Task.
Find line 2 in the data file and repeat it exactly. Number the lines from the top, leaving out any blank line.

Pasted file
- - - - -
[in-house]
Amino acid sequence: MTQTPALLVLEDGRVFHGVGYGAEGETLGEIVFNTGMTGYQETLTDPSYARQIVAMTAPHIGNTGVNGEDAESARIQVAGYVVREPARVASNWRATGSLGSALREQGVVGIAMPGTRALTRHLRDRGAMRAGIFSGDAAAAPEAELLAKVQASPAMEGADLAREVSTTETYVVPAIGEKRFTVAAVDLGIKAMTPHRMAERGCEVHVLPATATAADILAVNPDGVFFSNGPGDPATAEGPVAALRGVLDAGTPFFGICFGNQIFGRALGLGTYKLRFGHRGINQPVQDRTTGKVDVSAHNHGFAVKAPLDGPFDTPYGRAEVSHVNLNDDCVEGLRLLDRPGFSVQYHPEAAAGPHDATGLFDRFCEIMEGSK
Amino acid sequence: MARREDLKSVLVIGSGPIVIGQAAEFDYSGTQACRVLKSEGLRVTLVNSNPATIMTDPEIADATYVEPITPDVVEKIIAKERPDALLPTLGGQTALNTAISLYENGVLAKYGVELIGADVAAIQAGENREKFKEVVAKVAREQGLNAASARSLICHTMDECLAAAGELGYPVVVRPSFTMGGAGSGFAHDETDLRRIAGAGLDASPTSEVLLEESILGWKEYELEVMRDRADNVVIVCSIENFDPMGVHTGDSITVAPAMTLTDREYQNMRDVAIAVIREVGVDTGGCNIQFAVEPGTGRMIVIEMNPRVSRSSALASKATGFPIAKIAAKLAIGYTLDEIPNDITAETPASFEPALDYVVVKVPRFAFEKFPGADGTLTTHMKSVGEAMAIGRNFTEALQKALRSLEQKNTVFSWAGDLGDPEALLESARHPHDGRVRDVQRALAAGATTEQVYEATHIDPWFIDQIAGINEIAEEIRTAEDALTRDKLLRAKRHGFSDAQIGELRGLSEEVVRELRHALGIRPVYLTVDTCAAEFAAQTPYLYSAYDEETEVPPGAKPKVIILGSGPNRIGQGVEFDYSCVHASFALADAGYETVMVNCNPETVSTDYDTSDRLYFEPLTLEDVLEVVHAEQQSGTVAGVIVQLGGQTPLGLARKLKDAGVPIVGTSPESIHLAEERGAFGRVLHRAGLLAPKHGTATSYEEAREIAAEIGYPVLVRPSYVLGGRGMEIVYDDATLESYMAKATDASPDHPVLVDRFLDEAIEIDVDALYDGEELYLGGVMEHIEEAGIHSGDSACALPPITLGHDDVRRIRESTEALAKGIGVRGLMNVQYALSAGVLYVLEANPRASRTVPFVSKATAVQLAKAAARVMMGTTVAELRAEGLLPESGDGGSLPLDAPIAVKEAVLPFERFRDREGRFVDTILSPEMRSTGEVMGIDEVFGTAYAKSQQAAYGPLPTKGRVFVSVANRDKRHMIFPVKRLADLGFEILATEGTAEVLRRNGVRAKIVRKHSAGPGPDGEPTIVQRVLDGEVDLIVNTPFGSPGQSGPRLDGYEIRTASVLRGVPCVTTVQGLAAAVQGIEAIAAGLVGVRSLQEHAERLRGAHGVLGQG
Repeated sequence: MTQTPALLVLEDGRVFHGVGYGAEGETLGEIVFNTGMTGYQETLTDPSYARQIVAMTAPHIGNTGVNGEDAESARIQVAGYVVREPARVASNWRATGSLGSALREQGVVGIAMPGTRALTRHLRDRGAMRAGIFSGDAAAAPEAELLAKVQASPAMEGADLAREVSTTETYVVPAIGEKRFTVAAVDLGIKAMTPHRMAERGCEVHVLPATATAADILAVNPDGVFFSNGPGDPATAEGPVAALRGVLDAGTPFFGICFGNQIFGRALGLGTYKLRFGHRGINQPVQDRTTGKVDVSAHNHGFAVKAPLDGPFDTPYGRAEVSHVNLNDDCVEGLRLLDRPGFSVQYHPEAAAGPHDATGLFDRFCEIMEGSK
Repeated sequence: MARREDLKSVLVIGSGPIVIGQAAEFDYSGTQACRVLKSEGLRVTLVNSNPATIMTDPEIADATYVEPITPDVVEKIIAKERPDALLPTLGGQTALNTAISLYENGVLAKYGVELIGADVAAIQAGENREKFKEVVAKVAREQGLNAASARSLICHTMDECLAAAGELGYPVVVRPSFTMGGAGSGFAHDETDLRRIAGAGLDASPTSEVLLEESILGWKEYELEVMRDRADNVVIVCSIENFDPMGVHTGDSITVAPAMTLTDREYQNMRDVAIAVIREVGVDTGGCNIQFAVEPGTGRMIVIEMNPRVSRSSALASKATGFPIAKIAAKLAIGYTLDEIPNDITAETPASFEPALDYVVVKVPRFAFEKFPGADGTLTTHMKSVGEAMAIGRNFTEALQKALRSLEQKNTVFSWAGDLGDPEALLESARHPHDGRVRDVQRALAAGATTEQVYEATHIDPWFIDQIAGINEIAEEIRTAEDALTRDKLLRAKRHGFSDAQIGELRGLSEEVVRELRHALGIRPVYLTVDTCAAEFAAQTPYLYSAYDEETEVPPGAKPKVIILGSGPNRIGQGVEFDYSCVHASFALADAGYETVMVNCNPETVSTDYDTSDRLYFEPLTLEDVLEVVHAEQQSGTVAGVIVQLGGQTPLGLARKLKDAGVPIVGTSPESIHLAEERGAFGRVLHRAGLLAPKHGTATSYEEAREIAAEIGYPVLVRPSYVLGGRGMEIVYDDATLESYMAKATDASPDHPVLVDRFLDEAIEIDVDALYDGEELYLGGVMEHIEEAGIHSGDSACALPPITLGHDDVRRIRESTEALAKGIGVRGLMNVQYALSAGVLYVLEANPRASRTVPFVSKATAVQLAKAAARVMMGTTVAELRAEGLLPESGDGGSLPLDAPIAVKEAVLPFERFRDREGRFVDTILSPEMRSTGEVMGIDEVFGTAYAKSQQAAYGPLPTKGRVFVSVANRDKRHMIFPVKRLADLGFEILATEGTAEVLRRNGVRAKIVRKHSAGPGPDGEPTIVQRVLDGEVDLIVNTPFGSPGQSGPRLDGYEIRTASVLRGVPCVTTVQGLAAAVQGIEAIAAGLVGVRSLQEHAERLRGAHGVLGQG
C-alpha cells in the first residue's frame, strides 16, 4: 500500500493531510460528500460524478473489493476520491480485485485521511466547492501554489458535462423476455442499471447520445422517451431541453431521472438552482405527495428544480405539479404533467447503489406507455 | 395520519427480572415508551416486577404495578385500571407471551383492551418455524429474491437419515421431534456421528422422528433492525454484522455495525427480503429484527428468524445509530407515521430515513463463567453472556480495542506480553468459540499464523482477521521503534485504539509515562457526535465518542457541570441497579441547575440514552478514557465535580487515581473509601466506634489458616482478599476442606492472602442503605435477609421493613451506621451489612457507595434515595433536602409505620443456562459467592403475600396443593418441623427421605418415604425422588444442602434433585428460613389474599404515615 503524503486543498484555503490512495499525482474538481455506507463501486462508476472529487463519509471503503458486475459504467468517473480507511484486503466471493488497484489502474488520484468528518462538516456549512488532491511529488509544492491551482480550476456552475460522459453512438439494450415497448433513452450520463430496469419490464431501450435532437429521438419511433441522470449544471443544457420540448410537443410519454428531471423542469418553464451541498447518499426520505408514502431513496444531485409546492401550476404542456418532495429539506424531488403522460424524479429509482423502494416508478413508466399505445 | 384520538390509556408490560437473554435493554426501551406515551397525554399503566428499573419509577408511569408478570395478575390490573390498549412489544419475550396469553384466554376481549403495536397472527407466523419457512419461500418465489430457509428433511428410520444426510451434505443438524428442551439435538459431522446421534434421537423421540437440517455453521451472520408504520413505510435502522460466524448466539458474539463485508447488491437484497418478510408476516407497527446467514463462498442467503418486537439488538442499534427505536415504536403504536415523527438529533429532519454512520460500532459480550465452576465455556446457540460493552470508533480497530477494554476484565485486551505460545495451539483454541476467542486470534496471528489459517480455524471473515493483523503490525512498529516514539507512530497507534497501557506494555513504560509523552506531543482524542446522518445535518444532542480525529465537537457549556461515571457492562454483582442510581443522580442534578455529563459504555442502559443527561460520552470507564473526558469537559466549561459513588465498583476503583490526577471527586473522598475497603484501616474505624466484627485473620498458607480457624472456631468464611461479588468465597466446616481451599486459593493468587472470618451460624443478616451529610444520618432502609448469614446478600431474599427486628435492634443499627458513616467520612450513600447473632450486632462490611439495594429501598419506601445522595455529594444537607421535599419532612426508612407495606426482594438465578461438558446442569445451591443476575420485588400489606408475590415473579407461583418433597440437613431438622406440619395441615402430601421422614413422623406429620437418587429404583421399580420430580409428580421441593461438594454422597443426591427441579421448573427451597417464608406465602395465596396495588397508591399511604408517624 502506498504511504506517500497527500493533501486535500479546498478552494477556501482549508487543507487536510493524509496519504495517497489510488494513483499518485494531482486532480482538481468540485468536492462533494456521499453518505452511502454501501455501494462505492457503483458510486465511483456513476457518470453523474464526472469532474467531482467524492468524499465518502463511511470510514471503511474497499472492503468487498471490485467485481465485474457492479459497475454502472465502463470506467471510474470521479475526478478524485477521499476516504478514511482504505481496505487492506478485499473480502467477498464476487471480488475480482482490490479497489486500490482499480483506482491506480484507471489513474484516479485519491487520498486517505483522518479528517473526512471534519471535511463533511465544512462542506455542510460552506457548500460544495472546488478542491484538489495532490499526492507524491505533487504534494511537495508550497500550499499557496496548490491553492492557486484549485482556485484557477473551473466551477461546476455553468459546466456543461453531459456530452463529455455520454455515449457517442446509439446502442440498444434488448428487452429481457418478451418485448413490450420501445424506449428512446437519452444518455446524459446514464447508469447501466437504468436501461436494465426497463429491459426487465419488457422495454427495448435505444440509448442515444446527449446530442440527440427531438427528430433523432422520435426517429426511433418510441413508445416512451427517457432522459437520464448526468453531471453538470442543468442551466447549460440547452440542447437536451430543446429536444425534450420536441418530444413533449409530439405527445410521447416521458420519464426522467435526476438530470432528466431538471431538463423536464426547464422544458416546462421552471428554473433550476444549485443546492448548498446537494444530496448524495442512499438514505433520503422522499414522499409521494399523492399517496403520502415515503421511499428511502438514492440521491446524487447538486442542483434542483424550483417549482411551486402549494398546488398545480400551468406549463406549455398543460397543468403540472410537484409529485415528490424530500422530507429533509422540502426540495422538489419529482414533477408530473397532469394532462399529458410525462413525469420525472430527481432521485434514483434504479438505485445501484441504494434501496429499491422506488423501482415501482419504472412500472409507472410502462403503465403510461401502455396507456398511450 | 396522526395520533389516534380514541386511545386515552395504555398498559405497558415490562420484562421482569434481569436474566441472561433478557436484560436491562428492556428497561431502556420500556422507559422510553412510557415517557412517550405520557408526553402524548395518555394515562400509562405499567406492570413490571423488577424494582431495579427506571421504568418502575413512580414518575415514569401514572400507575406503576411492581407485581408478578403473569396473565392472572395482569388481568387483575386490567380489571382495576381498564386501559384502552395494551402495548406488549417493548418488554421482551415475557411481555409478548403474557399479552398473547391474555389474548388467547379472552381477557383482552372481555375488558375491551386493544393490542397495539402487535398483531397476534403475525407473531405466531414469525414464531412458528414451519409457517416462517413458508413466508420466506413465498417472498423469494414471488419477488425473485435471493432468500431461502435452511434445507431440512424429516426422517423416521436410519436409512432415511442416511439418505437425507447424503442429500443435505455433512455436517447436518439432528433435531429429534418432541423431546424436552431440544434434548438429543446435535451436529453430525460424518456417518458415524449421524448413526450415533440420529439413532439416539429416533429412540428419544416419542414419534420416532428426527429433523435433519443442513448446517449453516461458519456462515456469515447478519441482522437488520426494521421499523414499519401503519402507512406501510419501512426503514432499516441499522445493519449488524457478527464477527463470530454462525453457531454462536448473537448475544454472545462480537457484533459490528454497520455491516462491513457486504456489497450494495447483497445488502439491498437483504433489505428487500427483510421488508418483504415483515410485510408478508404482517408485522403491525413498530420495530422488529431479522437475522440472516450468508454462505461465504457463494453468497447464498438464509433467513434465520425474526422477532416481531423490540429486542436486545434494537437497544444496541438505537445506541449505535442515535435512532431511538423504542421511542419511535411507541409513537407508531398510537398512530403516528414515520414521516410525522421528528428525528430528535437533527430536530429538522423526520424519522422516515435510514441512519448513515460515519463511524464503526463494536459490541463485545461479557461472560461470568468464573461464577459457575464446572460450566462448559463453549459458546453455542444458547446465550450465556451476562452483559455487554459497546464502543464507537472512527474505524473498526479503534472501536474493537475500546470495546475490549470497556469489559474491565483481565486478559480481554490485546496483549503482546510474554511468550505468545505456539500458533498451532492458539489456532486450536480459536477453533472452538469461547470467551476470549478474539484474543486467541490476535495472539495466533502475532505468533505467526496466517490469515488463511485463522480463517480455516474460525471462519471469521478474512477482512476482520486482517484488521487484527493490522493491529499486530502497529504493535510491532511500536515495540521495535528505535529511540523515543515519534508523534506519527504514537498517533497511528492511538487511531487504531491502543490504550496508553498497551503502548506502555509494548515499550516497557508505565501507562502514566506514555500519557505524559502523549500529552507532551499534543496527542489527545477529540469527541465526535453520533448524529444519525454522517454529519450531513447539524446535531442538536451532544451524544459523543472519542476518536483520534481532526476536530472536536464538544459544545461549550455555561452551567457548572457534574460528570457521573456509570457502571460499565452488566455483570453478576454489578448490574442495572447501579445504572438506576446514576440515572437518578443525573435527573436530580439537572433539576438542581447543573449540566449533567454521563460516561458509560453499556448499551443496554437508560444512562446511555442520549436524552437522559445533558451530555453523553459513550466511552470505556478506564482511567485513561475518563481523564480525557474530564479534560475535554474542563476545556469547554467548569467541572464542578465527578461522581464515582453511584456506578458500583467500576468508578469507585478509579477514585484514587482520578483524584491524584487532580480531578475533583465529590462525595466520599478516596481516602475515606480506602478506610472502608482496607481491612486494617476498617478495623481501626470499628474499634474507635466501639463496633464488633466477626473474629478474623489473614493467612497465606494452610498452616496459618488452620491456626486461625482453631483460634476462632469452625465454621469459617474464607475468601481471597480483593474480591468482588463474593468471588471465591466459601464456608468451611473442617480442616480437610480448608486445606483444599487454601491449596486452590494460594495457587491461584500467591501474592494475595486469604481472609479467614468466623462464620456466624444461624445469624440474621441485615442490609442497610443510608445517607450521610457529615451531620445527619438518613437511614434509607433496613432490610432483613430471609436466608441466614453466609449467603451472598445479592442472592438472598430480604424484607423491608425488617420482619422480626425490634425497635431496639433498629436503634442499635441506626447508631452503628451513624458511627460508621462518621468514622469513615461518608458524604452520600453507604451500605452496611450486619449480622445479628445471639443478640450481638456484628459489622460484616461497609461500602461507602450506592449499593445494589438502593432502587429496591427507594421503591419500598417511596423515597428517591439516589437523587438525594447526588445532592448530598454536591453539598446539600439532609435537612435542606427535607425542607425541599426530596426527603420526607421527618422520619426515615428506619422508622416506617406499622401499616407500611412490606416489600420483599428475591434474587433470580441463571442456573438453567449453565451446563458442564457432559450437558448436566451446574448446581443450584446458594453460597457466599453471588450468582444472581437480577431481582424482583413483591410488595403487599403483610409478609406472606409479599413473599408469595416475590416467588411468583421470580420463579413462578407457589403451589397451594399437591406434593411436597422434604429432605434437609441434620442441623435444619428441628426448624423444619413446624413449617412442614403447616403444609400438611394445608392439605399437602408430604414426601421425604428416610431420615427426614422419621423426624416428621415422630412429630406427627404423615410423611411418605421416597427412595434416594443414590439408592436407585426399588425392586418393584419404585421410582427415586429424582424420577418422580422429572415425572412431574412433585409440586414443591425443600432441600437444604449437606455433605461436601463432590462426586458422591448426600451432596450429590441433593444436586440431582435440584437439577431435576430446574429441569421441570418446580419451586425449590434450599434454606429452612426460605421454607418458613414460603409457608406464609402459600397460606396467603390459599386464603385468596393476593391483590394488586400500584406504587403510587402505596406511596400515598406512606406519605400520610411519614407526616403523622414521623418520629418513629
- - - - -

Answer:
Amino acid sequence: MTQTPALLVLEDGRVFHGVGYGAEGETLGEIVFNTGMTGYQETLTDPSYARQIVAMTAPHIGNTGVNGEDAESARIQVAGYVVREPARVASNWRATGSLGSALREQGVVGIAMPGTRALTRHLRDRGAMRAGIFSGDAAAAPEAELLAKVQASPAMEGADLAREVSTTETYVVPAIGEKRFTVAAVDLGIKAMTPHRMAERGCEVHVLPATATAADILAVNPDGVFFSNGPGDPATAEGPVAALRGVLDAGTPFFGICFGNQIFGRALGLGTYKLRFGHRGINQPVQDRTTGKVDVSAHNHGFAVKAPLDGPFDTPYGRAEVSHVNLNDDCVEGLRLLDRPGFSVQYHPEAAAGPHDATGLFDRFCEIMEGSK